This principle was relied on by the appellate courts in Mustapha v. Culligan of Canada Ltd. to overturn a successful claim based on psychological illnesses on the basis of proximity, requiring foreseeability of serious injury from the perspective of “a person of ordinary fortitude.” The challenges in assessing what is ordinary for psychological claims manifested in deeply psychological ways remains an unanswered question by the Court, despite the subsequent declaration in Saadati v. Moorhead at para 23 that the “loss of our mental health is a more fundamental violation of our sense of self than the loss of a finger.”

Changes to the definition of ODSP in the middle of the pandemic would be particular concerning for many of these vulnerable populations who are receiving this support. The opposition to proceeding with this plan expanded well beyond the advocacy groups who typically speak on the subject.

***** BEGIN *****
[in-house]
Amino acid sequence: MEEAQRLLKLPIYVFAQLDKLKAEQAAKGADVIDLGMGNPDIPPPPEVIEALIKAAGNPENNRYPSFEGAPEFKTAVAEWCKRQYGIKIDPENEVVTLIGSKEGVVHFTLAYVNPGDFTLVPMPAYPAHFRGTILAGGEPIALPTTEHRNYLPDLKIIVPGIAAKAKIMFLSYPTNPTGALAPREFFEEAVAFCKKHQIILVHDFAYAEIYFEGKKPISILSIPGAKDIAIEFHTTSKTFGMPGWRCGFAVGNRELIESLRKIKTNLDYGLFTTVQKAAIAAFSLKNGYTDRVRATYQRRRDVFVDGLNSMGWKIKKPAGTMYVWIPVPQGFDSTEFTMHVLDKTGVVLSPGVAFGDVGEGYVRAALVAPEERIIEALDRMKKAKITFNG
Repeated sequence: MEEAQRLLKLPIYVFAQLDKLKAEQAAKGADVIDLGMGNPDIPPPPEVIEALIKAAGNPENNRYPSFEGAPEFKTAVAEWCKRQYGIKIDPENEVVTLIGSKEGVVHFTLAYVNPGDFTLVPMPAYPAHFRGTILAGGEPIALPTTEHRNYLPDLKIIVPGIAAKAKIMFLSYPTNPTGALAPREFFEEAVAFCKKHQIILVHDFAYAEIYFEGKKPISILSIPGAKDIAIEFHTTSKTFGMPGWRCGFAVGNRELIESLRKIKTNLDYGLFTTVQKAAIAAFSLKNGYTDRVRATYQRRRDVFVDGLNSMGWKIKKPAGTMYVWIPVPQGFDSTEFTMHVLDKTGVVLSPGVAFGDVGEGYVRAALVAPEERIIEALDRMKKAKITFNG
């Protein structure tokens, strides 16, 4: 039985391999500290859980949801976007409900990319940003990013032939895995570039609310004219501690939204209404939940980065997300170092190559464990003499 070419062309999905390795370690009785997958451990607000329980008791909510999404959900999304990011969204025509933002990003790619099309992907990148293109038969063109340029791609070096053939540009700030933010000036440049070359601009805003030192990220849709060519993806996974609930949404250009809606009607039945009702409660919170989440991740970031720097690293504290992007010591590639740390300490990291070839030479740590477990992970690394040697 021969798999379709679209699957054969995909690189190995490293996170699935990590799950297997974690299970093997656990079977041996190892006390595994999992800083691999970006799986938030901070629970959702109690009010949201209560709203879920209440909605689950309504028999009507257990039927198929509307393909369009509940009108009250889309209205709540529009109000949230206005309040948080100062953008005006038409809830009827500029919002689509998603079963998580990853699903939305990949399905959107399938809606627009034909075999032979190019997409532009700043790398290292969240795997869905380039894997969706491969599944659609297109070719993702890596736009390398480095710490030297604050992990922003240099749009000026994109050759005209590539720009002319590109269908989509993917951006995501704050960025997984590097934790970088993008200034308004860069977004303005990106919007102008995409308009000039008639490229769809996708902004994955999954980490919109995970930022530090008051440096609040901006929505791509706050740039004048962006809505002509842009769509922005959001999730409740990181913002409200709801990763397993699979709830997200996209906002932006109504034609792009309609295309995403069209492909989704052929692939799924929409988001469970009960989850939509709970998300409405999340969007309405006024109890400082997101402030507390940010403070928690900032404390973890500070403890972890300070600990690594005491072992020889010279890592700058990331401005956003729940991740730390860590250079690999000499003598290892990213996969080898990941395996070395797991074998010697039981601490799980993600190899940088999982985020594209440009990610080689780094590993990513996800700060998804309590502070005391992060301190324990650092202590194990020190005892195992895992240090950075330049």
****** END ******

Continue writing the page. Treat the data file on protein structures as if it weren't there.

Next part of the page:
On Nov. 4, 2020, Janet Menard, Deputy Minister of Ministry of Children, Community and Social Services, stated at the Standing Committee on Public Accounts,

We heard the message, we heard the concerns, and at this point in time there is no plan to change the definition of “disability.”

Our focus, however, is on improving the adjudication process associated with determining eligibility related to the definition of disability. We’ve given many examples of how we’re doing that, but there is no decision or plan to change the definition.

This is the first official recorded statement I have found confirming that the government plans to keep the definition the same.

The adjudication process is certainly also in need of significant improvements, with hearing dates often extending to over a year and a half, and nobody on any side of the debate around definition disputes that. Although the statement by the Deputy Minister is not binding on the government on either count, there are many people in society counting on this particular plan to redefine disability at this time on hold indefinitely.